The National Football League pulled a Super Bowl from Arizona and put the political weight of the entity known as the NFL into a lobbying position in the state capital in Phoenix. Arizona "celebrates" Martin Luther King Day as the result of direct intervention by the National Football League in terms of dangling a Super Bowl in front of voters. In 1987, newly elected Arizona Governor Evan Mecham's first act in his new job was to erase Martin Luther King Day from the Arizona calendar as an official state holiday. That decision set off a boycott of the state with entertainers like Stevie Wonder refusing to perform in any venue in Arizona.
Governor Mecham's reasoning was simple. The Arizona legislature in 1986 and Governor Bruce Babbitt, in Mecham's opinion, created the holiday illegally.
The National Football League, in an attempt to help the Phoenix Cardinals owner Bill Bidwill to sell more seats after he misread the Phoenix-area market following the move of his Cardinals from St. Louis to Tempe in 1988, awarded Tempe the January 31, 1993 Super Bowl. But Mecham's decision created a number of problems for the league, specifically the National Football League Players Association was not too keen on playing the NFL's showcase game in a state where a governor took away the holiday and the action was supported by Senator John McCain.
In 1989, the Arizona state legislature approved a law making Martin Luther King Day a state holiday but voters needed to approve the measure. In 1990, Arizonans went to the polls and rejected the making Martin Luther King Day a state holiday. Shortly after the voters said no, the NFL said no to Arizona and pulled the January 31, 1993 game from Tempe.
The National Football League after pulling the 1993 game went back to Arizona and laid the cards out on the table telling voters if they approved the holiday in a November 1992 vote, the NFL would award the next available Super Bowl to Tempe. Arizona voters approved the 1992 ballot initiative and five months later the NFL lived up to their part of the bargain and granted Tempe the January 28, 1996 game.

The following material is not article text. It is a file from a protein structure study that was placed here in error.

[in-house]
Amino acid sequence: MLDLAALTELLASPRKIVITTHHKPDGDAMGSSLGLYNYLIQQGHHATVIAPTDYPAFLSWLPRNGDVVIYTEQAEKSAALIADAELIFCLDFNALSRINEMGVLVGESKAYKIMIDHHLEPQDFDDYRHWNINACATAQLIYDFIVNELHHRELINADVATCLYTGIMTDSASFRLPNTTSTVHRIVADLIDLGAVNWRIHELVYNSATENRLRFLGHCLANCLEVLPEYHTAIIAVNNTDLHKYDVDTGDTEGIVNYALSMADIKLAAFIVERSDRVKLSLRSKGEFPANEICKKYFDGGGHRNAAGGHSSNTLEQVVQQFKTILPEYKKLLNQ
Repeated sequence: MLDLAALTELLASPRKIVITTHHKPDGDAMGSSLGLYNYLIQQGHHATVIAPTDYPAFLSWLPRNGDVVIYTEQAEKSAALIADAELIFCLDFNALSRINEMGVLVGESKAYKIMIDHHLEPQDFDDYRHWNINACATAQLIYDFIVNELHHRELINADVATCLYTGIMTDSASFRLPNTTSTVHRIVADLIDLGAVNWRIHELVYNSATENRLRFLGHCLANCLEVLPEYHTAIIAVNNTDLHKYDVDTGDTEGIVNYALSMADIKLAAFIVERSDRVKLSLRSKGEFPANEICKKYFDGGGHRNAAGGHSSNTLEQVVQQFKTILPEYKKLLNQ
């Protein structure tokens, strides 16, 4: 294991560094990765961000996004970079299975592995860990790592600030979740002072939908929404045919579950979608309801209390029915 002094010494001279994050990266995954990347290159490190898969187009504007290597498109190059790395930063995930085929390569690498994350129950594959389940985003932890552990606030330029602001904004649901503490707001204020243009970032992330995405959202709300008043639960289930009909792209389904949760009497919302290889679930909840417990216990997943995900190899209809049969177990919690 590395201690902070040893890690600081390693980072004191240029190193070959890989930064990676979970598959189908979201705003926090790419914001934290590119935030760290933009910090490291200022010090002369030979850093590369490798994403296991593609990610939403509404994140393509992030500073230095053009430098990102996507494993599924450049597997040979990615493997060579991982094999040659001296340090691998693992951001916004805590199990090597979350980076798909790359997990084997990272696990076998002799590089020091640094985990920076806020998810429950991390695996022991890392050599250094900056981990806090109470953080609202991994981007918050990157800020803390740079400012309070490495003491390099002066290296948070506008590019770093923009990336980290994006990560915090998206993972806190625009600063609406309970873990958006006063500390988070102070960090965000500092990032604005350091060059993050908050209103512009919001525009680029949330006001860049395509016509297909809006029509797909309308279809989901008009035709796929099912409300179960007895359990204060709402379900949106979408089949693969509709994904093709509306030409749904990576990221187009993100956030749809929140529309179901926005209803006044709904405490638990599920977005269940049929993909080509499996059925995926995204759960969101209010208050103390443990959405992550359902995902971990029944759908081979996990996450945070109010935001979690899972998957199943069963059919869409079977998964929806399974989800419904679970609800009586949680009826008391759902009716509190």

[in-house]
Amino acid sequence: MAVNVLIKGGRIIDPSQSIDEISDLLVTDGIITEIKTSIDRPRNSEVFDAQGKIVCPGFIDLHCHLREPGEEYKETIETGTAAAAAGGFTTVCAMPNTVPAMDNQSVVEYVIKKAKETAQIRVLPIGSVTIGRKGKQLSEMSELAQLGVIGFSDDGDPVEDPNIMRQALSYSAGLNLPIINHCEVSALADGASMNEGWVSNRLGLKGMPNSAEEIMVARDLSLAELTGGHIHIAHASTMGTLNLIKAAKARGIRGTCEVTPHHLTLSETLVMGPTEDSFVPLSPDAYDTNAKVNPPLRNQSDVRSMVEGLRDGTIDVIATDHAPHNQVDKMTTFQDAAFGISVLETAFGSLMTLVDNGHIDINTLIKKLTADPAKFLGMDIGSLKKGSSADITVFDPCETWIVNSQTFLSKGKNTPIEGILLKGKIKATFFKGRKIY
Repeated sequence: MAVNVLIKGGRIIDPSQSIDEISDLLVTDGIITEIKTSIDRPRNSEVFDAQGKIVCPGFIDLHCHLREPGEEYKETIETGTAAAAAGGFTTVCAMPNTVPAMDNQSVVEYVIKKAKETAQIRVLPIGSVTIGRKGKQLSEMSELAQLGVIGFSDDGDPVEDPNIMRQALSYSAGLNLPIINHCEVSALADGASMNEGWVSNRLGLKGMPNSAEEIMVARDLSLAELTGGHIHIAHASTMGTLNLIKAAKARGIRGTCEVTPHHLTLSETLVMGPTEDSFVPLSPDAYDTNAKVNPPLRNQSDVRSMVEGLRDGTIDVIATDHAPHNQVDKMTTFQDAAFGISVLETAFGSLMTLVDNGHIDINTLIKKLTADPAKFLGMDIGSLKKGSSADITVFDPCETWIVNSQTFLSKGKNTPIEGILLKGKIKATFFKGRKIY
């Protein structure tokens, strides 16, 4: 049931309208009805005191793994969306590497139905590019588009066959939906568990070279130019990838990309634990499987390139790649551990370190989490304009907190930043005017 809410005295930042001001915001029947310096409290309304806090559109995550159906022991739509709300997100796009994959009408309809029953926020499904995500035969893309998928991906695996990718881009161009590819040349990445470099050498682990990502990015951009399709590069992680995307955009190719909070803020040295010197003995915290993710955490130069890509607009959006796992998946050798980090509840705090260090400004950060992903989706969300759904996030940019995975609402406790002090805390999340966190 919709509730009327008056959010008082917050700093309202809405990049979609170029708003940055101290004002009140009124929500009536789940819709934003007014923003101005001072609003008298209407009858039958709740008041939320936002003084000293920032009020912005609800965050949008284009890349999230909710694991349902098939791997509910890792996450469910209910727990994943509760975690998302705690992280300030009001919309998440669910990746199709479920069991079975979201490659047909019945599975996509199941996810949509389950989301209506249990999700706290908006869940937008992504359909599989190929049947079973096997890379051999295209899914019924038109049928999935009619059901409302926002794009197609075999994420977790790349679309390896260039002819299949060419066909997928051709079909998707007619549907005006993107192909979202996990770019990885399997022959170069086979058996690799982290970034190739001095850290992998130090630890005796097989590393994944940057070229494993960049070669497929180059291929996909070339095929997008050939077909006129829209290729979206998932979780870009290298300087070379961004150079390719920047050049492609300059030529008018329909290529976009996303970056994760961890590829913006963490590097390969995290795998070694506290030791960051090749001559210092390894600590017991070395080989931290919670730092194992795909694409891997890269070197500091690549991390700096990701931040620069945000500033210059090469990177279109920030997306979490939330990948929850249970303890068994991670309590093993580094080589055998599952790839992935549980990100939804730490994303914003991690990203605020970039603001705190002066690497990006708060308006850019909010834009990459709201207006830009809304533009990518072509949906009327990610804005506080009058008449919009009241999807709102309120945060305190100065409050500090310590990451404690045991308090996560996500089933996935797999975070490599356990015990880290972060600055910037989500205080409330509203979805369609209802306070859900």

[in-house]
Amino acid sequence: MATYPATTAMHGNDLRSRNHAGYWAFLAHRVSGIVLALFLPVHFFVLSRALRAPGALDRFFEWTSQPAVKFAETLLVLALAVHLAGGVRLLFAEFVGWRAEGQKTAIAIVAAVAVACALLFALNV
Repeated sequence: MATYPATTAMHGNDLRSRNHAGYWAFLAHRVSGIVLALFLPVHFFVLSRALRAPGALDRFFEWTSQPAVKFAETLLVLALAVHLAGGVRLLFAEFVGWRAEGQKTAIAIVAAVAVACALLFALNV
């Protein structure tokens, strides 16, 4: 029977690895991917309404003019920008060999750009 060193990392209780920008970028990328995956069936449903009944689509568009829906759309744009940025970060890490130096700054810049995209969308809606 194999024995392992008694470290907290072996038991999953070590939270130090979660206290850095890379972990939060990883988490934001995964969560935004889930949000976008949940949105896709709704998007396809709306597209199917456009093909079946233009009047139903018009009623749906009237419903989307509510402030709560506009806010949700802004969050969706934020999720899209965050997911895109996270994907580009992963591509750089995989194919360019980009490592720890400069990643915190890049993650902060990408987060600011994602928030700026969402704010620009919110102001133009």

Given the events of the past year in Arizona, it would seem that the National Football League will make another statement with silence. The Super Bowl probably is not returning to Glendale, Arizona any time in the new future and will give the game to "quieter" areas.
Meanwhile, the 2004 Super Bowl changed TV. Janet Jackson has left more of an impression on American society than her brother, the late Michael Jackson, because without Janet Jackson's "wardrobe malfunction" during Super Bowl XXXVIII in Houston, Texas back on February 1, 2004, American's would be getting "live" over-the-air radio and TV, warts and all, since over-the-air radio and TV station owners would not have to worry about being fined for indecent programming whether it is a visual or something said.
American politicians and political appointees or at least those politicians who were pandering for a certain block of voters became prudes and put more teeth into public airwaves indecency laws because of Janet Jackson. Those politicians wanted to protect viewers and listeners who tune into over-the-air radio or TV shows and might be offended by language or nudity. Cable TV, broadband and satellite radio do not have the same restrictions for whatever reason.
That performance changed how America's receive over-the-air TV and radio offerings and gave American conservatives a new rallying point and eventually would introduce a new censorship or morality through the threat of hefty fines against media companies who might be found in violation of "indecency."
Of course "indecency" is in the eye of the beholder and for some members of Congress, it took about 15 hours for them to start screaming about Janet Jackson's exposed breast on the steps of the Capitol in Washington.